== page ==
Mr. Bayard to Mr. Emmet .
Washington , May 29, 1885.
Sir: This Department has received a dispatch of the 20th ultimo, from the United States consul at Beirut, stating that the Turkish bureau of nationality at Constantinople had recently declined to certify to the American citizenship of Messrs. Kevork Gulizyan and Bedros Iskiyan, on the ground that their passports did not show that they left the Ottoman Empire prior to the promulgation of the law of 1869 forbidding Turkish subjects to leave the country without permission to become naturalized in another country. The refusal referred to, for the reason alleged, seems so extraordinary, at least, that you will protest against it, and endeavor to have it corrected so far as it may have been or may be applied to the persons above referred to.
Passports are issued by this Department to naturalized citizens upon the production of the certificate of naturalization. There is no law of the United States requiring a passport to state when a naturalized citizen left the country of his birth, or to embody that statement in the passport. It has not been the practice of this Department to insert such a statement in the passports issued to former Turkish subjects or to any other naturalized citizens. A different course might imply that the right of the foreign government to participate in or to make the [Page 848] naturalization of its subjects conditional was acknowledged here. This it has never been and probably never will be.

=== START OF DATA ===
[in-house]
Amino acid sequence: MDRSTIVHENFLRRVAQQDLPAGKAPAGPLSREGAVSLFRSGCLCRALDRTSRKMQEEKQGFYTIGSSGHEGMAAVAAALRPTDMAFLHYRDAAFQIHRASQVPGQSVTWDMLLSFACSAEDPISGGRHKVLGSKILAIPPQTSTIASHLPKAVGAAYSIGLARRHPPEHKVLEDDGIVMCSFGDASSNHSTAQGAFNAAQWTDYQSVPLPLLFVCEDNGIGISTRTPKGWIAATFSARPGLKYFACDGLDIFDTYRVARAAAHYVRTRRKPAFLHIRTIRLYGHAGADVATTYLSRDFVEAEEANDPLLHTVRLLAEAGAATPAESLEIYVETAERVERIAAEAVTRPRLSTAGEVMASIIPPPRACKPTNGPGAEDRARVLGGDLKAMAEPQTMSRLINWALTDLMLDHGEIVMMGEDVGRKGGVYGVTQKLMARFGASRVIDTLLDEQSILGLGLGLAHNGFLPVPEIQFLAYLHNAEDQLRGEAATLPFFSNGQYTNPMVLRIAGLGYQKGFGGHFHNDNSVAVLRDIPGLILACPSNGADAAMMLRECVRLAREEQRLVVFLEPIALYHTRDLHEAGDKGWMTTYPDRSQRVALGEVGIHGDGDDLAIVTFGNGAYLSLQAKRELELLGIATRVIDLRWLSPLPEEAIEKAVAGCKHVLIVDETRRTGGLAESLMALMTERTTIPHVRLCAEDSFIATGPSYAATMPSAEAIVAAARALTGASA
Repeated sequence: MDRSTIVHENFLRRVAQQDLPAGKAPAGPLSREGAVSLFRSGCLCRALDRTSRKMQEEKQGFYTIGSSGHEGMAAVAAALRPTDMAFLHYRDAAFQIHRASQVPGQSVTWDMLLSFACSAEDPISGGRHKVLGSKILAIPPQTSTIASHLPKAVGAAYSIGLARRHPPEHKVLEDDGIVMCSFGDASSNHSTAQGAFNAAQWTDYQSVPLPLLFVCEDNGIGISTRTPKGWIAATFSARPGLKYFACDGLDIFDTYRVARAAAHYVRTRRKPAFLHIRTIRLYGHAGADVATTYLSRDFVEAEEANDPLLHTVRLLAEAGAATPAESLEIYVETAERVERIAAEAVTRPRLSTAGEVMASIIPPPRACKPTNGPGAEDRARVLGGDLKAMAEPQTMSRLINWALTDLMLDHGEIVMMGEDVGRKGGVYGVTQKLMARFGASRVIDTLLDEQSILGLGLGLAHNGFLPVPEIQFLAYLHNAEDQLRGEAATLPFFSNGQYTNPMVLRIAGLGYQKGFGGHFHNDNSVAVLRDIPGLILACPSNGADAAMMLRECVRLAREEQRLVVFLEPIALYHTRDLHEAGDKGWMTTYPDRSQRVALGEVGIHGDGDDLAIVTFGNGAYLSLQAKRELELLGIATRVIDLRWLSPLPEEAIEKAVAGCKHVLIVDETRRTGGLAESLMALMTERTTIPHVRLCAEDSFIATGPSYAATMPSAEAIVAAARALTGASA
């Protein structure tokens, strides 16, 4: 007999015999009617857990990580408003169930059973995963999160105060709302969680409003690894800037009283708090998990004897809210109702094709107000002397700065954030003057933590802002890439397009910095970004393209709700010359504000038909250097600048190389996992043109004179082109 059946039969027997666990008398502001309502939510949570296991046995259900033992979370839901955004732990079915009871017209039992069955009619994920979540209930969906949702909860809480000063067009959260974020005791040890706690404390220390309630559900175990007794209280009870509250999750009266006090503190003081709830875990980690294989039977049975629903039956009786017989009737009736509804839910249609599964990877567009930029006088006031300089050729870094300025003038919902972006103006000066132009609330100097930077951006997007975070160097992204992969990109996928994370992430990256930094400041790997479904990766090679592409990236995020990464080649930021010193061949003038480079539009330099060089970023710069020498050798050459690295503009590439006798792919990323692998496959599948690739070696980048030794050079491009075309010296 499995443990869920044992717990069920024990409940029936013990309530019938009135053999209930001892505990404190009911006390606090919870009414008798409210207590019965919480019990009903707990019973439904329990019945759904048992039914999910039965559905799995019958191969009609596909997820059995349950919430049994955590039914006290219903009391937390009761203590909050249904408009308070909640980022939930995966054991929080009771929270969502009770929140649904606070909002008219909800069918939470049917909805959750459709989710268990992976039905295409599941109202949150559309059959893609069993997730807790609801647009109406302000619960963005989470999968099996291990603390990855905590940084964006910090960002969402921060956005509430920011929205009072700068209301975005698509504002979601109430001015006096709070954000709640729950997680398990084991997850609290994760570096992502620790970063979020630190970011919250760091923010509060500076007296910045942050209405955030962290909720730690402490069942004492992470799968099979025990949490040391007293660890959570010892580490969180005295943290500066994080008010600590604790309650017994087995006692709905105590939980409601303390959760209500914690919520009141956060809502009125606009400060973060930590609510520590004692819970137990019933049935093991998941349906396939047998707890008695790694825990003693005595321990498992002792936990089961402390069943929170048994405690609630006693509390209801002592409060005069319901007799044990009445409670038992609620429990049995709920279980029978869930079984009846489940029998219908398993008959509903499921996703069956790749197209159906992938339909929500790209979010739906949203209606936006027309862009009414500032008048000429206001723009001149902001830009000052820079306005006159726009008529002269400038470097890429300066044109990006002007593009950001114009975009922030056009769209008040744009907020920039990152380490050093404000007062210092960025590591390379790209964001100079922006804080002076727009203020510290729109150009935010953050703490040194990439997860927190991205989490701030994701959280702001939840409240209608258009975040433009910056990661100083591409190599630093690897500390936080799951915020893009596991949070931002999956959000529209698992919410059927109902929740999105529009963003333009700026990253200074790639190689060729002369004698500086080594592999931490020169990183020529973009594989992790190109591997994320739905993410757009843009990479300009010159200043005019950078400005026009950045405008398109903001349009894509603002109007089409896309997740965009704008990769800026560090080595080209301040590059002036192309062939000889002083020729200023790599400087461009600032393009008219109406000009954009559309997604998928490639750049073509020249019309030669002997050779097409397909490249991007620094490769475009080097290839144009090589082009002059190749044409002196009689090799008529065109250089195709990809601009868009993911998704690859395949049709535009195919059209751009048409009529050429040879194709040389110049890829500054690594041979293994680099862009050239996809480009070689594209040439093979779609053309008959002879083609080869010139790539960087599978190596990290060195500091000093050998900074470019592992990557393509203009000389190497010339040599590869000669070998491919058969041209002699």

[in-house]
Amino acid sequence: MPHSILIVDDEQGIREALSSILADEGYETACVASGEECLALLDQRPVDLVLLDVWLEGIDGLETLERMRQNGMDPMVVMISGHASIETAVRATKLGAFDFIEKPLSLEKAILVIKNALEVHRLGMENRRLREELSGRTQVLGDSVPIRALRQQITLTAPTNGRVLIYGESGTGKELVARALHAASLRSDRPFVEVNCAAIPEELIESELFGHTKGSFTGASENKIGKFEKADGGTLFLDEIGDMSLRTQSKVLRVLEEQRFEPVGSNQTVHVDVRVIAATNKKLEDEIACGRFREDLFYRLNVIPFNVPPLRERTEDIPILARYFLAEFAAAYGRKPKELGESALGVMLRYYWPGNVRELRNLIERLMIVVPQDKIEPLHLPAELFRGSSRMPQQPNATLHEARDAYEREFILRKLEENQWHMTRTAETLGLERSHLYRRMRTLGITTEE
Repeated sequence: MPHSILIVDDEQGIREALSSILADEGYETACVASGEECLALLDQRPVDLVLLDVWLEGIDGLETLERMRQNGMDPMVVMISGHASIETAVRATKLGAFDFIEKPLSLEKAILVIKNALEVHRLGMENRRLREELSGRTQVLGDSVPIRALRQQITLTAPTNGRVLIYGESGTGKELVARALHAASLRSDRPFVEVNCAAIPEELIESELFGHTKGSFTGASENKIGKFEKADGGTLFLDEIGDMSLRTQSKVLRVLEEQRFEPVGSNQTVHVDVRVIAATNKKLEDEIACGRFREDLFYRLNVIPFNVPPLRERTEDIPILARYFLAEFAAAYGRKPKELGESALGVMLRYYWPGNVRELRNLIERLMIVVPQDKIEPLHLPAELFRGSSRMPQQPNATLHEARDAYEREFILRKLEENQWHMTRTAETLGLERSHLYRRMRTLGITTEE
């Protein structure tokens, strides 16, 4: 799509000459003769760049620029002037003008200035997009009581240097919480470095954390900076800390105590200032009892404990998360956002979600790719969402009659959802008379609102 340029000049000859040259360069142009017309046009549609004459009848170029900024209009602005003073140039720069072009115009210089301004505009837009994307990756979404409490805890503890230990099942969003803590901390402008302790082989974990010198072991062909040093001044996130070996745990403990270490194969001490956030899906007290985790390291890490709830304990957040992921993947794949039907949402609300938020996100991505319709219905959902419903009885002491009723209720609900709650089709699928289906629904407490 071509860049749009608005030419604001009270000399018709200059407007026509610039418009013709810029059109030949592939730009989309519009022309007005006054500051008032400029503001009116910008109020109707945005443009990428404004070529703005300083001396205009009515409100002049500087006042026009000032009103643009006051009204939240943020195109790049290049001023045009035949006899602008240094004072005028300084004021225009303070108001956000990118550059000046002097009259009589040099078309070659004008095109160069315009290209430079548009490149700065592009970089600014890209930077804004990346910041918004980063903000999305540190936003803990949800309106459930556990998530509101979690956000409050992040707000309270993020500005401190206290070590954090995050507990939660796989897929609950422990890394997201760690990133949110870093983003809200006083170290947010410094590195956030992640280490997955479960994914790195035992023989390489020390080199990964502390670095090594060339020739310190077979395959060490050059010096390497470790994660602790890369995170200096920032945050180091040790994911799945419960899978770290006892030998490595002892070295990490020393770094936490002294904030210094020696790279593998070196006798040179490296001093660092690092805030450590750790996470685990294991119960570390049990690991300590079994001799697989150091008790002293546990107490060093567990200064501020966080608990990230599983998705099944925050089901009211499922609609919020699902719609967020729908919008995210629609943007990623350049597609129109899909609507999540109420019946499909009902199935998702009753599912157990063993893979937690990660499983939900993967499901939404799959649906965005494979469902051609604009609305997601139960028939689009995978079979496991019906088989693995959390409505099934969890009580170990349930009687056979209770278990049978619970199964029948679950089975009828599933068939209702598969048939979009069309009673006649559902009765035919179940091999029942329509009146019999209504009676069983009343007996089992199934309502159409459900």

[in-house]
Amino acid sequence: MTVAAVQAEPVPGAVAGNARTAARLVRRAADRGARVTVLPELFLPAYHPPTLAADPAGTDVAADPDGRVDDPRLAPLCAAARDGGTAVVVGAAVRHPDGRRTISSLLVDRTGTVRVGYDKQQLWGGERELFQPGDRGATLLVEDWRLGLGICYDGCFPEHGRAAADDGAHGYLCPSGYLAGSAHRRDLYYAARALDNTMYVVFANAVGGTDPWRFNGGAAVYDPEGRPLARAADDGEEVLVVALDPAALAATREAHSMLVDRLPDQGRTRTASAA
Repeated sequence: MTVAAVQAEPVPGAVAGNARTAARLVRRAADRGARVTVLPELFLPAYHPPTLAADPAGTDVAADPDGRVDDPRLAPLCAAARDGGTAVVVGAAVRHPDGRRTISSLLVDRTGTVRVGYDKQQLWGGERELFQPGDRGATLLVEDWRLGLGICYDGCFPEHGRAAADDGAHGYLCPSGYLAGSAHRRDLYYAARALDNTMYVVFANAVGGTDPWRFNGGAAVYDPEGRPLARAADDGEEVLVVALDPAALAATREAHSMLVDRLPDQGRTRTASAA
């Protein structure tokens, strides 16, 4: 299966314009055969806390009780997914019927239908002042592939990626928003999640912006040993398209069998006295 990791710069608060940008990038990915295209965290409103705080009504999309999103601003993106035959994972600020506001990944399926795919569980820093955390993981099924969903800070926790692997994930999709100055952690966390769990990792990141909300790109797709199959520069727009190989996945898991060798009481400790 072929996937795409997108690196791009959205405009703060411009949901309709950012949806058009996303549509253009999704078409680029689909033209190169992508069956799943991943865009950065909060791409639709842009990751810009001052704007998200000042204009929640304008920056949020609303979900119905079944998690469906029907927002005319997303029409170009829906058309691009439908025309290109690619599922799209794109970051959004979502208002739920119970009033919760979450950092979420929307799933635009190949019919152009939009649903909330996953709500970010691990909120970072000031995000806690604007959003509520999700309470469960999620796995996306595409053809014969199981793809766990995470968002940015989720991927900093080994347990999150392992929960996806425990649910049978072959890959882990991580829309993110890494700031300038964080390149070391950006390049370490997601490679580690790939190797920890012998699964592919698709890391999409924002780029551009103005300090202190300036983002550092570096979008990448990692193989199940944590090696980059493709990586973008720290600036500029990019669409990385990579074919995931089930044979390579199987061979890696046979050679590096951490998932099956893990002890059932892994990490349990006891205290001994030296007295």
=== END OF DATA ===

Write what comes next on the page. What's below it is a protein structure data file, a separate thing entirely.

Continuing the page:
The Turkish law referred to also seems to be defective or ambiguous, inasmuch as it assumes that every Ottoman subject who leaves his native country has an intention to become naturalized elsewhere. If this be the meaning of the law, it must be contrary to facts of daily occui rence in that Empire. It may be that Turks, in proportion to their number, do not travel as much as inhabitants of other countries. Still, it is believed that comparatively few of those who do go abroad leave home for the purpose of changing their nationality.
I have, &c.,